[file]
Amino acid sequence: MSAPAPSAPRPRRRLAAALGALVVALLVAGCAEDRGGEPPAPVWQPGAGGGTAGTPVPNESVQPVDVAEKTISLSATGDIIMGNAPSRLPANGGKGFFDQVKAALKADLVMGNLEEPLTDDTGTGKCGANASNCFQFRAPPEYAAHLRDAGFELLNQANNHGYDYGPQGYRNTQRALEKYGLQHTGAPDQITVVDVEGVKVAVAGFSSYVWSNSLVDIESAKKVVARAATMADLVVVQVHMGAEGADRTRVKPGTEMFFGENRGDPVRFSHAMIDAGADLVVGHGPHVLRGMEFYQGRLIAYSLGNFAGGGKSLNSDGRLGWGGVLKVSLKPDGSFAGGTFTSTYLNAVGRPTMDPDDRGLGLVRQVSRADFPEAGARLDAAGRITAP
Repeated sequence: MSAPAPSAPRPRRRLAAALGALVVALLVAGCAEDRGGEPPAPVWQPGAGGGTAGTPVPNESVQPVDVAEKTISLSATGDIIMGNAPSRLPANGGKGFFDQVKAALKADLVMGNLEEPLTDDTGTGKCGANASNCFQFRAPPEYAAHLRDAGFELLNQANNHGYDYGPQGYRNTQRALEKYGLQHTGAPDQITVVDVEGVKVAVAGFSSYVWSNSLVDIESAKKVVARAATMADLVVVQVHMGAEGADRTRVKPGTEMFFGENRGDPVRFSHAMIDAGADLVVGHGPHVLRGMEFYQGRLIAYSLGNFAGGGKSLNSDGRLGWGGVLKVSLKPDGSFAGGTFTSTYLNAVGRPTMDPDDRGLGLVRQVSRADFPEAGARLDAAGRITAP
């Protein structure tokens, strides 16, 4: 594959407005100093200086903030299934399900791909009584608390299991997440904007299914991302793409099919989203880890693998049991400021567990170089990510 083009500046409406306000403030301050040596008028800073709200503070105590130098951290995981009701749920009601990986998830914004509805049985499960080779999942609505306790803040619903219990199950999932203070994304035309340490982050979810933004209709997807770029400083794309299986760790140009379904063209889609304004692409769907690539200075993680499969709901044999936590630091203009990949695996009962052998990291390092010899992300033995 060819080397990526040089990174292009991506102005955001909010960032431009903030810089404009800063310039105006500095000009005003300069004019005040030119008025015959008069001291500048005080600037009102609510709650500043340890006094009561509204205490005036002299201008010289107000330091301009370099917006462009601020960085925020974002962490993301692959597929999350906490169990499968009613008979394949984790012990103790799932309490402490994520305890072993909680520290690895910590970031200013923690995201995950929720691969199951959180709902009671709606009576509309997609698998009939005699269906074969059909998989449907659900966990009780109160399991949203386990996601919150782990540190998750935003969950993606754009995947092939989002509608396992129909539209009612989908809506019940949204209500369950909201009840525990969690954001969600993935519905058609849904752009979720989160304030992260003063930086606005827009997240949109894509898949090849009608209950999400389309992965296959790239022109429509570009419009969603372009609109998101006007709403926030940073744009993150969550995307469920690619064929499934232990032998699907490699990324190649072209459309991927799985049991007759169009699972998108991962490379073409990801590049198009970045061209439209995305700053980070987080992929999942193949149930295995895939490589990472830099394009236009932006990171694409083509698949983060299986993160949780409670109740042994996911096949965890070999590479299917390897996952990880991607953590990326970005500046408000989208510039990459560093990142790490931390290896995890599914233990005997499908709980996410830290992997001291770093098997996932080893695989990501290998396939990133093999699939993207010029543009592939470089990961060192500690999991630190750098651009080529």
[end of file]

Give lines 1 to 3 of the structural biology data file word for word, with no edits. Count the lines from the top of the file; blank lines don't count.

Amino acid sequence: MSAPAPSAPRPRRRLAAALGALVVALLVAGCAEDRGGEPPAPVWQPGAGGGTAGTPVPNESVQPVDVAEKTISLSATGDIIMGNAPSRLPANGGKGFFDQVKAALKADLVMGNLEEPLTDDTGTGKCGANASNCFQFRAPPEYAAHLRDAGFELLNQANNHGYDYGPQGYRNTQRALEKYGLQHTGAPDQITVVDVEGVKVAVAGFSSYVWSNSLVDIESAKKVVARAATMADLVVVQVHMGAEGADRTRVKPGTEMFFGENRGDPVRFSHAMIDAGADLVVGHGPHVLRGMEFYQGRLIAYSLGNFAGGGKSLNSDGRLGWGGVLKVSLKPDGSFAGGTFTSTYLNAVGRPTMDPDDRGLGLVRQVSRADFPEAGARLDAAGRITAP
Repeated sequence: MSAPAPSAPRPRRRLAAALGALVVALLVAGCAEDRGGEPPAPVWQPGAGGGTAGTPVPNESVQPVDVAEKTISLSATGDIIMGNAPSRLPANGGKGFFDQVKAALKADLVMGNLEEPLTDDTGTGKCGANASNCFQFRAPPEYAAHLRDAGFELLNQANNHGYDYGPQGYRNTQRALEKYGLQHTGAPDQITVVDVEGVKVAVAGFSSYVWSNSLVDIESAKKVVARAATMADLVVVQVHMGAEGADRTRVKPGTEMFFGENRGDPVRFSHAMIDAGADLVVGHGPHVLRGMEFYQGRLIAYSLGNFAGGGKSLNSDGRLGWGGVLKVSLKPDGSFAGGTFTSTYLNAVGRPTMDPDDRGLGLVRQVSRADFPEAGARLDAAGRITAP
């Protein structure tokens, strides 16, 4: 594959407005100093200086903030299934399900791909009584608390299991997440904007299914991302793409099919989203880890693998049991400021567990170089990510 083009500046409406306000403030301050040596008028800073709200503070105590130098951290995981009701749920009601990986998830914004509805049985499960080779999942609505306790803040619903219990199950999932203070994304035309340490982050979810933004209709997807770029400083794309299986760790140009379904063209889609304004692409769907690539200075993680499969709901044999936590630091203009990949695996009962052998990291390092010899992300033995 060819080397990526040089990174292009991506102005955001909010960032431009903030810089404009800063310039105006500095000009005003300069004019005040030119008025015959008069001291500048005080600037009102609510709650500043340890006094009561509204205490005036002299201008010289107000330091301009370099917006462009601020960085925020974002962490993301692959597929999350906490169990499968009613008979394949984790012990103790799932309490402490994520305890072993909680520290690895910590970031200013923690995201995950929720691969199951959180709902009671709606009576509309997609698998009939005699269906074969059909998989449907659900966990009780109160399991949203386990996601919150782990540190998750935003969950993606754009995947092939989002509608396992129909539209009612989908809506019940949204209500369950909201009840525990969690954001969600993935519905058609849904752009979720989160304030992260003063930086606005827009997240949109894509898949090849009608209950999400389309992965296959790239022109429509570009419009969603372009609109998101006007709403926030940073744009993150969550995307469920690619064929499934232990032998699907490699990324190649072209459309991927799985049991007759169009699972998108991962490379073409990801590049198009970045061209439209995305700053980070987080992929999942193949149930295995895939490589990472830099394009236009932006990171694409083509698949983060299986993160949780409670109740042994996911096949965890070999590479299917390897996952990880991607953590990326970005500046408000989208510039990459560093990142790490931390290896995890599914233990005997499908709980996410830290992997001291770093098997996932080893695989990501290998396939990133093999699939993207010029543009592939470089990961060192500690999991630190750098651009080529």